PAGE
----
Sooner or later, every buyer has to submit information to a lender regarding their credit history.  This information will be critical as a means by which a decision will be made as to whether the potential buyer will qualify for the loan to purchase their future home.  This is a time that makes many people anxious because they are not quite sure how their credit is evaluated. So, whether you are considering a Piedmont home or an Oakland home, the format remains the same. 

Right now, 90% of the largest banks use what is called a FICO score to make that decision.  This FICO score is used throughout the industry to determine your mortgage rate, as well as your car loan and your credit card monthly interest fee. 

This credit rating is a number that is arrived at by evaluating your credit history in detail, but it is basically a number that predicts your credit risk based on all the available information.   FICO scores range from 200 to 800, with scores above 620 being acceptable to qualify for most mortgages.  The average score in California is 691.

Here is how your score is assigned:

Information from five different sources is used to finally arrive at a figure that will be assigned to you.  These five sources have different weights, or percentages, assigned to them, since they are not all considered equal in importance. They are listed below in order of that importance.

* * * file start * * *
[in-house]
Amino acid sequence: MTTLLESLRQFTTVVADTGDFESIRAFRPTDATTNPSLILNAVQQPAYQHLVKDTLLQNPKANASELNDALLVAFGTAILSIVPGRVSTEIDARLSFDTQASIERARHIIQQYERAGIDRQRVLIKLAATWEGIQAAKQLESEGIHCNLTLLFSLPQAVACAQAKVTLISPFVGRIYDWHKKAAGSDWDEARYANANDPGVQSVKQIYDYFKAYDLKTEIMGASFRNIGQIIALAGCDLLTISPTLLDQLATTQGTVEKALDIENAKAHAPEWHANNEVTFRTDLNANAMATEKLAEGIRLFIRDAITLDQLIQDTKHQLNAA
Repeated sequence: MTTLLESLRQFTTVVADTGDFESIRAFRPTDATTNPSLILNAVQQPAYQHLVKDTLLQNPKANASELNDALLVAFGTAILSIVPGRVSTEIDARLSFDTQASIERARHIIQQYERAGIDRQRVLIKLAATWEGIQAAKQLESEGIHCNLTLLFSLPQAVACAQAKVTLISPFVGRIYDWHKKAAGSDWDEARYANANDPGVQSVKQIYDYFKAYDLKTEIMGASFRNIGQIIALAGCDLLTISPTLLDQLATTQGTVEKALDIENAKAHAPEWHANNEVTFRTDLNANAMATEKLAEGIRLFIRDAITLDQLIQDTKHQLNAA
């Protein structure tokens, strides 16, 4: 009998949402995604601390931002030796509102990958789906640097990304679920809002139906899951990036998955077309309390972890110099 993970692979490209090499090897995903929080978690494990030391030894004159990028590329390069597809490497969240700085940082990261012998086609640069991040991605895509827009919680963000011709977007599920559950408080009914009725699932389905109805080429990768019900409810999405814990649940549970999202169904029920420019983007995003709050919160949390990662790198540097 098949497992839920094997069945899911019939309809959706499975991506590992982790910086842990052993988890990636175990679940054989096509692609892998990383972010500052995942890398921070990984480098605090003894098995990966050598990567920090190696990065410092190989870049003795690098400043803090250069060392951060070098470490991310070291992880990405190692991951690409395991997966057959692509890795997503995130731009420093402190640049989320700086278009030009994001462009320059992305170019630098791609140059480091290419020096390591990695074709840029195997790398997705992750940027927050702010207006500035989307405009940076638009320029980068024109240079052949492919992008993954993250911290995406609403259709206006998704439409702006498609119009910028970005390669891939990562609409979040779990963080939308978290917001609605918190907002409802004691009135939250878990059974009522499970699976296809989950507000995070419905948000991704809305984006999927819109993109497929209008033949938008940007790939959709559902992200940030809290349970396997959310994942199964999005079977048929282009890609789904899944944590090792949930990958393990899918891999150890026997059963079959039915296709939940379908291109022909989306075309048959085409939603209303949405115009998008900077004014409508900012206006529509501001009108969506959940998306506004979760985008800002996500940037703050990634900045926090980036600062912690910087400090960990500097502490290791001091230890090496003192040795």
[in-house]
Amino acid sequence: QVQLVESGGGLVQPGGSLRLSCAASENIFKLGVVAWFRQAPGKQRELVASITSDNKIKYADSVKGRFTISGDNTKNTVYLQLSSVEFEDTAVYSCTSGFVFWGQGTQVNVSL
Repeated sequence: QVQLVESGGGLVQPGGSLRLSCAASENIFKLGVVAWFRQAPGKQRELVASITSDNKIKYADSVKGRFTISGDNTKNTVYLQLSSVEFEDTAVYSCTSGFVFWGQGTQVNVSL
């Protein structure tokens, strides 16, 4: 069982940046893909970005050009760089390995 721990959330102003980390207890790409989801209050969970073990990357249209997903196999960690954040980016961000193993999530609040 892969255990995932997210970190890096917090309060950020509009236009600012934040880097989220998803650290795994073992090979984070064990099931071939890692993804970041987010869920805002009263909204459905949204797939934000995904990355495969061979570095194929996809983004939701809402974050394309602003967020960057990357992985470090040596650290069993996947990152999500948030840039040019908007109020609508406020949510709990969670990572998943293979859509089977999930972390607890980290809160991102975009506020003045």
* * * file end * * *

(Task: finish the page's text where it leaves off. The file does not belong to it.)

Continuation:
a. Payment History--35% of the Score--Did you pay your obligations on time?  Did you pay them completely? Were you late? Have you a history of collection activities, liens against you, or any bankruptcy filings?

b. Amounts Owed--30% of the Score--Do you owe a lot of money on a lot of accounts? Are you overextended, or do you have simple amounts due which represent low percentages compared to your current available credit line?

c. Length of Credit History--15% of the Score--In general, the longer your credit history, the better.  That represents stability, and shows an ability to handle funds and credit.

d. How Much New Credit Available--10% of the Score--Opening many new credit accounts is not looked upon favorably.  It represents more of a risk, and evaluations are made as to the number of recently opened accounts, the proportion of accounts recently opened, and by the types of accounts sought.

e. Types of Credit Used--10% of the Score--Ideally, the potential buyer will have many different types of loans-installment loans, credit card loans, and of course, ideally a former mortgage.  This is favorable because it represents a stable and varied credit history.

So, while a lot goes into compiling a FICO Score, this score represents, when all is evaluated, your ability to take on a loan, carry it in a responsible manner, and pay it off as promised.  With this information, you can begin to assess your potential credit evaluation by the lenders. 

Posted by Bruce Wagg on


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